If You’re a Tortoise, Don’t Adopt a Hare
A few months ago, a friend of mine contacted me saying he wanted to adopt a dog. Based on his lifestyle: works 8-5, lives in an apartment, not extremely active, I checked Petfinder.com for some pets I thought might be a possible match.
I got an email from him a week or so later telling me he’d fallen in love with a great little dog and adopted him. Toby was not quite a year old, a border collie blend with a lot of energy. My friend hired me to walk Toby twice a day to help burn some of the little guy’s energy. By the time Toby’s owner got home from work, though, Toby was ready to play.
I made suggestions of different activities that would help keep Toby busy, but my friend didn’t move forward with them. This continued for about three weeks, until the day I got an email from my friend telling me he’d returned Toby to the rescue group.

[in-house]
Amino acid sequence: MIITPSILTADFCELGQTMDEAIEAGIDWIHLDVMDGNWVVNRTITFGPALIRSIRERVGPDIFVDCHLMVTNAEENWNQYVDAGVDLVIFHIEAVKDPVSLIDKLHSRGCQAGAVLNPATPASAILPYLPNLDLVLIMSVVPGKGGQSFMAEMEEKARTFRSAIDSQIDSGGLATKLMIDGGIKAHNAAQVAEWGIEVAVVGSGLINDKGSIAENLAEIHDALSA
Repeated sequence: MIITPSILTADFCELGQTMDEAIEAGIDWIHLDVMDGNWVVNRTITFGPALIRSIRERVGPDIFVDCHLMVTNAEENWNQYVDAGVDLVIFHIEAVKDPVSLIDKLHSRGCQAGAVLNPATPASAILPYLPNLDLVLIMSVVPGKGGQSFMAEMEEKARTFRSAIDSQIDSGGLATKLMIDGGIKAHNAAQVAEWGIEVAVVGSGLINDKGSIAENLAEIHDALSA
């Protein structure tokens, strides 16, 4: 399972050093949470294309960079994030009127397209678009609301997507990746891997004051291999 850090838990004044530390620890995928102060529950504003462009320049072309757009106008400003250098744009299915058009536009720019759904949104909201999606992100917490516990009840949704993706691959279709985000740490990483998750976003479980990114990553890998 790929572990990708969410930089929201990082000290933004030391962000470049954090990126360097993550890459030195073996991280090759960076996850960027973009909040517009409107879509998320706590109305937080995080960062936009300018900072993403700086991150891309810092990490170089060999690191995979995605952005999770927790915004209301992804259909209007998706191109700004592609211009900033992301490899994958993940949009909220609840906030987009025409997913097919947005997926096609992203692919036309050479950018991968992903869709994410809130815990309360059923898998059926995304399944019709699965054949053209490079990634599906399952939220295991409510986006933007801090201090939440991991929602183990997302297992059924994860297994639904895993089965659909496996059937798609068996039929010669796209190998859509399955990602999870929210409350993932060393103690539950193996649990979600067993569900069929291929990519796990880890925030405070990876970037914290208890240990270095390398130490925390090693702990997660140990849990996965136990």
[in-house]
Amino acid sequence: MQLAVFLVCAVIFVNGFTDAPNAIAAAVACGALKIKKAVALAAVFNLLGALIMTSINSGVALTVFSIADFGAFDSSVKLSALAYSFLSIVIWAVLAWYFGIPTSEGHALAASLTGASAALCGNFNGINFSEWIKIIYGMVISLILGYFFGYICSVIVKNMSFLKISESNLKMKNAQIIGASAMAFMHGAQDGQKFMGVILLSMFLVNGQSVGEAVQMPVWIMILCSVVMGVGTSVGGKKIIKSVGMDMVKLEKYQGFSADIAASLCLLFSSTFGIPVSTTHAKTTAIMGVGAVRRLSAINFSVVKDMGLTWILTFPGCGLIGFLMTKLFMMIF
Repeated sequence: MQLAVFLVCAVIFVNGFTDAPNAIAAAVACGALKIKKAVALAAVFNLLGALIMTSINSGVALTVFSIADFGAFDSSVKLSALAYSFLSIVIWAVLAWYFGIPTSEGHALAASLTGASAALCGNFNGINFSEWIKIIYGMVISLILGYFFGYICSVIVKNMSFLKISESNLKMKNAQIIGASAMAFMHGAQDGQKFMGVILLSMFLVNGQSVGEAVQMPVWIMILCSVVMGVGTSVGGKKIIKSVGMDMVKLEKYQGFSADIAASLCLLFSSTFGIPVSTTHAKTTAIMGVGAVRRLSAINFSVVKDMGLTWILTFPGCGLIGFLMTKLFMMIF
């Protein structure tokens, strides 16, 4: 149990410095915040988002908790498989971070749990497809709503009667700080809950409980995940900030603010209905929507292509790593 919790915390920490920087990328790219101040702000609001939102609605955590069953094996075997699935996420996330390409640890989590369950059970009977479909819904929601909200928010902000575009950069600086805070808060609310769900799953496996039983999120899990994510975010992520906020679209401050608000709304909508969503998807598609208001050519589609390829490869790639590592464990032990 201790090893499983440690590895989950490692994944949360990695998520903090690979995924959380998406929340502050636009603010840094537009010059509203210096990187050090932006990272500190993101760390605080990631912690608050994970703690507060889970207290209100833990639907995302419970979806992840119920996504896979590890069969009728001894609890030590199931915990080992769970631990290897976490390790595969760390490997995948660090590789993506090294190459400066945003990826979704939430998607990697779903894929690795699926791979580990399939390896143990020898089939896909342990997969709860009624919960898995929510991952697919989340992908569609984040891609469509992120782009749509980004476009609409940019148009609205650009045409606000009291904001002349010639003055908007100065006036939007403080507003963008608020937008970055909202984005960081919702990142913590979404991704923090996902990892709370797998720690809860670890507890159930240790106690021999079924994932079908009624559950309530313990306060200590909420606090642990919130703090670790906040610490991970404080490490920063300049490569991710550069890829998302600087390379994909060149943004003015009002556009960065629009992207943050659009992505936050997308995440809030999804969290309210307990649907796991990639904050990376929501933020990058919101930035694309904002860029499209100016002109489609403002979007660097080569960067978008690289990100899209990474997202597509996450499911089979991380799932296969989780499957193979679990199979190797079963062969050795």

Toby was a great dog, but not a great dog for my friend. We’ve all fallen in love with dogs we’ve seen at various adoption events and our hearts scream for us to take them home. Although it would be great for the pet to have a home, it needs to be the right one for him and his owner.
Do your research before embarking on adopting a pet so you won’t have a story that ends like my friend’s did. He learned a lesson through all of this, but it wasn’t easy for him or Toby.
If you have a more relaxed, less active lifestyle consider adopting an adult or senior pet. They still have lots of life left, are great companions and appreciate someone giving them a chance for a forever home.